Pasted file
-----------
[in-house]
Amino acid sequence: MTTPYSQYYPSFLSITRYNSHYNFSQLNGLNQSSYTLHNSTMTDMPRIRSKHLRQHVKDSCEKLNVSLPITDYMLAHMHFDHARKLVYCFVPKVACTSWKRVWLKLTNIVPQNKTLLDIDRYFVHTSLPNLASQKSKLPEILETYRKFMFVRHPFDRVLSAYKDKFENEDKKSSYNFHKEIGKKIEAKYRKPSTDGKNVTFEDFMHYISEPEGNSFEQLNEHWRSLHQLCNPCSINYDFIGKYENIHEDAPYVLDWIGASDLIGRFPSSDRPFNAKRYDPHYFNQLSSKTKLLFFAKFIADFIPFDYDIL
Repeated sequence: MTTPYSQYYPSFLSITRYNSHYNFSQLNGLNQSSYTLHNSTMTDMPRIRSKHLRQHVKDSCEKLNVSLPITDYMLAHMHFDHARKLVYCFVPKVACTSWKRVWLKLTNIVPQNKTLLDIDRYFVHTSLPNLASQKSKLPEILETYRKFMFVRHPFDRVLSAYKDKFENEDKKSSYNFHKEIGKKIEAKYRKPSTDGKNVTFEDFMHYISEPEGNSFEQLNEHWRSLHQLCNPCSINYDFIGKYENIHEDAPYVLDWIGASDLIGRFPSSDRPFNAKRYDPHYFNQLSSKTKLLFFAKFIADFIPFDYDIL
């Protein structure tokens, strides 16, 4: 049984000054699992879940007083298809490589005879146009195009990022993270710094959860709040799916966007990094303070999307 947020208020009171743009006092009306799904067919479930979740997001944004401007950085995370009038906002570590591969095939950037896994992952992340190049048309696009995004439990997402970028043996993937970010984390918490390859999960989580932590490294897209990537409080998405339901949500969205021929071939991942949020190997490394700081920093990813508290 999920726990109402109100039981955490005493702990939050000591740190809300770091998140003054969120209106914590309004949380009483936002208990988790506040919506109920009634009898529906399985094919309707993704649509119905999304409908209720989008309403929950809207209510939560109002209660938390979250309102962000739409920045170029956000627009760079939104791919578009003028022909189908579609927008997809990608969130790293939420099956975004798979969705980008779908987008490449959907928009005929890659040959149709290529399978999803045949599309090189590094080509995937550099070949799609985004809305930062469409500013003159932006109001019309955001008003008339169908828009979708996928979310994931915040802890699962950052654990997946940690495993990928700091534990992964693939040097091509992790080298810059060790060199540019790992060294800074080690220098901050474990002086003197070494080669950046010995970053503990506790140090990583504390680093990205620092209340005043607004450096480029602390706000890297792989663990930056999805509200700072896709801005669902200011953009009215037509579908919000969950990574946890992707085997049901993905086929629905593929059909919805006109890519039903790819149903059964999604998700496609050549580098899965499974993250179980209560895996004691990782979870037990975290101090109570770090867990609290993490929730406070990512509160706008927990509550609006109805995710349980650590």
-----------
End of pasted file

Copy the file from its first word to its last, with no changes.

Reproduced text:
[in-house]
Amino acid sequence: MTTPYSQYYPSFLSITRYNSHYNFSQLNGLNQSSYTLHNSTMTDMPRIRSKHLRQHVKDSCEKLNVSLPITDYMLAHMHFDHARKLVYCFVPKVACTSWKRVWLKLTNIVPQNKTLLDIDRYFVHTSLPNLASQKSKLPEILETYRKFMFVRHPFDRVLSAYKDKFENEDKKSSYNFHKEIGKKIEAKYRKPSTDGKNVTFEDFMHYISEPEGNSFEQLNEHWRSLHQLCNPCSINYDFIGKYENIHEDAPYVLDWIGASDLIGRFPSSDRPFNAKRYDPHYFNQLSSKTKLLFFAKFIADFIPFDYDIL
Repeated sequence: MTTPYSQYYPSFLSITRYNSHYNFSQLNGLNQSSYTLHNSTMTDMPRIRSKHLRQHVKDSCEKLNVSLPITDYMLAHMHFDHARKLVYCFVPKVACTSWKRVWLKLTNIVPQNKTLLDIDRYFVHTSLPNLASQKSKLPEILETYRKFMFVRHPFDRVLSAYKDKFENEDKKSSYNFHKEIGKKIEAKYRKPSTDGKNVTFEDFMHYISEPEGNSFEQLNEHWRSLHQLCNPCSINYDFIGKYENIHEDAPYVLDWIGASDLIGRFPSSDRPFNAKRYDPHYFNQLSSKTKLLFFAKFIADFIPFDYDIL
């Protein structure tokens, strides 16, 4: 049984000054699992879940007083298809490589005879146009195009990022993270710094959860709040799916966007990094303070999307 947020208020009171743009006092009306799904067919479930979740997001944004401007950085995370009038906002570590591969095939950037896994992952992340190049048309696009995004439990997402970028043996993937970010984390918490390859999960989580932590490294897209990537409080998405339901949500969205021929071939991942949020190997490394700081920093990813508290 999920726990109402109100039981955490005493702990939050000591740190809300770091998140003054969120209106914590309004949380009483936002208990988790506040919506109920009634009898529906399985094919309707993704649509119905999304409908209720989008309403929950809207209510939560109002209660938390979250309102962000739409920045170029956000627009760079939104791919578009003028022909189908579609927008997809990608969130790293939420099956975004798979969705980008779908987008490449959907928009005929890659040959149709290529399978999803045949599309090189590094080509995937550099070949799609985004809305930062469409500013003159932006109001019309955001008003008339169908828009979708996928979310994931915040802890699962950052654990997946940690495993990928700091534990992964693939040097091509992790080298810059060790060199540019790992060294800074080690220098901050474990002086003197070494080669950046010995970053503990506790140090990583504390680093990205620092209340005043607004450096480029602390706000890297792989663990930056999805509200700072896709801005669902200011953009009215037509579908919000969950990574946890992707085997049901993905086929629905593929059909919805006109890519039903790819149903059964999604998700496609050549580098899965499974993250179980209560895996004691990782979870037990975290101090109570770090867990609290993490929730406070990512509160706008927990509550609006109805995710349980650590």